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Sanctions and the case of Russia

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«Why Aren’t Sanctions Stopping Putin?»

Op-Ed, The Daily Beast

May 13, 2014

Author: Meghan L. O’Sullivan, Jeane Kirkpatrick Professor of the Practice of International Affairs, Harvard Kennedy School

Belfer Center Programs or Projects: The Geopolitics of Energy Project

The West is threatening another round of sanctions against Russia in an effort to deter meddling in the May 25 presidential elections in Ukraine.  The Obama administration and its allies are placing high hopes in the ability of sanctions to sway Russian actions and generally contest Russia’s annexation of Crimea and meddling in the Ukraine. Yet, if lessons gleaned from other sanctions episodes are any indication, the sanctions in place today have little hope of reversing Russian aggressive or curbing Putin’s drive to re-establish Russian dominance of the country’s “near abroad.” Sanctions, if they are to stand any chance of meeting the challenges Putin has thrown to the international community, must be clarified, deepened, and integrated into a broader strategy that looks beyond Ukraine.

In the last decades, sanctions earned a reputation as a policy option that “almost never worked.” This was a gross oversimplification of a more complex reality. Collapsing decades of observing sanctions into a few key lessons, we do now have a good general sense of what does and doesn’t work when it comes to sanctions, where “working” is defined to mean achieving the objective set out by policymakers, be it containment, behavior change, or regime overthrow. A hard look at many cases suggests the following:

• Sanctions need to have clear goals attached to them and actors must be unified in the articulation of these objectives. This may seem like an obvious point, but in fact, it is a condition that is seldom met. Rarely does the international community or even all elements of the U.S. government agree on the reason why a country is subject to sanctions. While these entities may find common cause in the act of sanctioning, they often espouse different goals. Such lack of clarity can frustrate efforts to get a sanctioned government to moderate its behavior; if one advocate of sanctions sees the tools as a means for bringing about regime change, the targeted country has little incentive to alter elements of its behavior, even if others promise sanctions relief in return (think Iraq in the 1990s).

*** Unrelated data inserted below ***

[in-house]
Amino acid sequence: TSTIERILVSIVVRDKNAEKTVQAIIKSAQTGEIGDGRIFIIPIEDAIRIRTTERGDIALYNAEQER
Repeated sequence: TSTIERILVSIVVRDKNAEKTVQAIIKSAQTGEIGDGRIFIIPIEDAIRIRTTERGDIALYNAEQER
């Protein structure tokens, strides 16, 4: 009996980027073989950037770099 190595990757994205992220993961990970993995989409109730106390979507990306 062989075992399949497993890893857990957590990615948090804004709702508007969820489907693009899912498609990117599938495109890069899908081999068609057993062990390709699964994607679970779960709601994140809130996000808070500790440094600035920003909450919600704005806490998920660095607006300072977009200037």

• Sanctions cannot, in themselves, constitute the entirety of a strategy. Sanctions are a tool, not a strategy. Like military force, diplomacy, and economic assistance, sanctions need to be coupled with other tools to form a cohesive strategy. Yet, perplexingly, in many cases, imposing sanctions is perceived to be sufficient to address a complex problem. For decades and until recently, sanctions were virtually the entirety of the American strategy toward Iran; the situation remains largely the same in relation to Cuba. Sanctions on their own may (or may not) be adequate if the policy objective is to punish a country, but more nuanced goals involving behavior changes require translating economic pain into political change. This “transmission” often requires sanctions to be complemented by other instruments; for instance, the normalization of relations between the United States and Vietnam involved a complex interplay of sanctions, incentives, and a diplomatic road map in order to secure the steps Washington desired from Hanoi to move the bilateral relationship forward…MORE


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